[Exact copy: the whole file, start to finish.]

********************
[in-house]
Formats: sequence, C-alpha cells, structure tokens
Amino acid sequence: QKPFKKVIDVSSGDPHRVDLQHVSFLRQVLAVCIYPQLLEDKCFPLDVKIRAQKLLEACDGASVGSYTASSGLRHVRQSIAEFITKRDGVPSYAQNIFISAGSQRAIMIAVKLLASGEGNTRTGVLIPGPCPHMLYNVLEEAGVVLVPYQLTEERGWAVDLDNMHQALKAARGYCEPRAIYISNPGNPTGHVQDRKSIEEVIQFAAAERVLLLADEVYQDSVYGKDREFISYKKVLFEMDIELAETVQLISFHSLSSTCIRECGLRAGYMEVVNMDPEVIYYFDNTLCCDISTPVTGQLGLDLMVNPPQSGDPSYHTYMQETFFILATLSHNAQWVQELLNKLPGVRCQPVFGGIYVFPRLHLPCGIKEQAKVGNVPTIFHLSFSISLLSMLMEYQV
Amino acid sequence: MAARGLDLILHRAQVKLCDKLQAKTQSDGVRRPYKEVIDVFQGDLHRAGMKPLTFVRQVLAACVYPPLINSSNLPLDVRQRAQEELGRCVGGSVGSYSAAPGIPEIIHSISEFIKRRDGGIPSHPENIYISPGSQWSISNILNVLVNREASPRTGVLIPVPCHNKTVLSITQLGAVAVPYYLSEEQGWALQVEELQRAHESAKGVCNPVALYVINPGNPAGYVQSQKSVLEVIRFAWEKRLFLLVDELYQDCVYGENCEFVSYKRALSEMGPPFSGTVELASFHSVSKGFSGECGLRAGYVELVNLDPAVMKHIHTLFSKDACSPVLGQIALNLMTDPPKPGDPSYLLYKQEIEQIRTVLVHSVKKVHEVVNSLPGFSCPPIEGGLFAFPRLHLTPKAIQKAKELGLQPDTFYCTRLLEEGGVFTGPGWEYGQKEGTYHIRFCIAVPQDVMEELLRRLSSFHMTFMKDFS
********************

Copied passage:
[in-house]
Formats: sequence, C-alpha cells, structure tokens
Amino acid sequence: QKPFKKVIDVSSGDPHRVDLQHVSFLRQVLAVCIYPQLLEDKCFPLDVKIRAQKLLEACDGASVGSYTASSGLRHVRQSIAEFITKRDGVPSYAQNIFISAGSQRAIMIAVKLLASGEGNTRTGVLIPGPCPHMLYNVLEEAGVVLVPYQLTEERGWAVDLDNMHQALKAARGYCEPRAIYISNPGNPTGHVQDRKSIEEVIQFAAAERVLLLADEVYQDSVYGKDREFISYKKVLFEMDIELAETVQLISFHSLSSTCIRECGLRAGYMEVVNMDPEVIYYFDNTLCCDISTPVTGQLGLDLMVNPPQSGDPSYHTYMQETFFILATLSHNAQWVQELLNKLPGVRCQPVFGGIYVFPRLHLPCGIKEQAKVGNVPTIFHLSFSISLLSMLMEYQV
Amino acid sequence: MAARGLDLILHRAQVKLCDKLQAKTQSDGVRRPYKEVIDVFQGDLHRAGMKPLTFVRQVLAACVYPPLINSSNLPLDVRQRAQEELGRCVGGSVGSYSAAPGIPEIIHSISEFIKRRDGGIPSHPENIYISPGSQWSISNILNVLVNREASPRTGVLIPVPCHNKTVLSITQLGAVAVPYYLSEEQGWALQVEELQRAHESAKGVCNPVALYVINPGNPAGYVQSQKSVLEVIRFAWEKRLFLLVDELYQDCVYGENCEFVSYKRALSEMGPPFSGTVELASFHSVSKGFSGECGLRAGYVELVNLDPAVMKHIHTLFSKDACSPVLGQIALNLMTDPPKPGDPSYLLYKQEIEQIRTVLVHSVKKVHEVVNSLPGFSCPPIEGGLFAFPRLHLTPKAIQKAKELGLQPDTFYCTRLLEEGGVFTGPGWEYGQKEGTYHIRFCIAVPQDVMEELLRRLSSFHMTFMKDFS